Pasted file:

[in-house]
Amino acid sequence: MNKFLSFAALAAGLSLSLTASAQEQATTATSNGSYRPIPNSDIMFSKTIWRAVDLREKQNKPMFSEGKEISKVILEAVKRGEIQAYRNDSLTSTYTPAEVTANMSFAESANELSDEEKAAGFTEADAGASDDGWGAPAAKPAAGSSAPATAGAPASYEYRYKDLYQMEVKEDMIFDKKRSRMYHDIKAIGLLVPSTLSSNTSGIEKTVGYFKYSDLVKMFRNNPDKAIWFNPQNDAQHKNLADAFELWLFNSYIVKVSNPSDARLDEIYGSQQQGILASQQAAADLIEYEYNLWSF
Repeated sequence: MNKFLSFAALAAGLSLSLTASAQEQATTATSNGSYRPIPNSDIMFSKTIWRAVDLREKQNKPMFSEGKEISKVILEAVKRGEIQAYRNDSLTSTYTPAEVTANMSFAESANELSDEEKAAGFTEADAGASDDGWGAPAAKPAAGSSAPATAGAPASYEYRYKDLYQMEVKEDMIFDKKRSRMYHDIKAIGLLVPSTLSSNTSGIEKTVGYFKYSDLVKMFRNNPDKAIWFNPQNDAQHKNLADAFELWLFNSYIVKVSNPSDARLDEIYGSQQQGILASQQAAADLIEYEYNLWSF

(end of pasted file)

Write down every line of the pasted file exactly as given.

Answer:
[in-house]
Amino acid sequence: MNKFLSFAALAAGLSLSLTASAQEQATTATSNGSYRPIPNSDIMFSKTIWRAVDLREKQNKPMFSEGKEISKVILEAVKRGEIQAYRNDSLTSTYTPAEVTANMSFAESANELSDEEKAAGFTEADAGASDDGWGAPAAKPAAGSSAPATAGAPASYEYRYKDLYQMEVKEDMIFDKKRSRMYHDIKAIGLLVPSTLSSNTSGIEKTVGYFKYSDLVKMFRNNPDKAIWFNPQNDAQHKNLADAFELWLFNSYIVKVSNPSDARLDEIYGSQQQGILASQQAAADLIEYEYNLWSF
Repeated sequence: MNKFLSFAALAAGLSLSLTASAQEQATTATSNGSYRPIPNSDIMFSKTIWRAVDLREKQNKPMFSEGKEISKVILEAVKRGEIQAYRNDSLTSTYTPAEVTANMSFAESANELSDEEKAAGFTEADAGASDDGWGAPAAKPAAGSSAPATAGAPASYEYRYKDLYQMEVKEDMIFDKKRSRMYHDIKAIGLLVPSTLSSNTSGIEKTVGYFKYSDLVKMFRNNPDKAIWFNPQNDAQHKNLADAFELWLFNSYIVKVSNPSDARLDEIYGSQQQGILASQQAAADLIEYEYNLWSF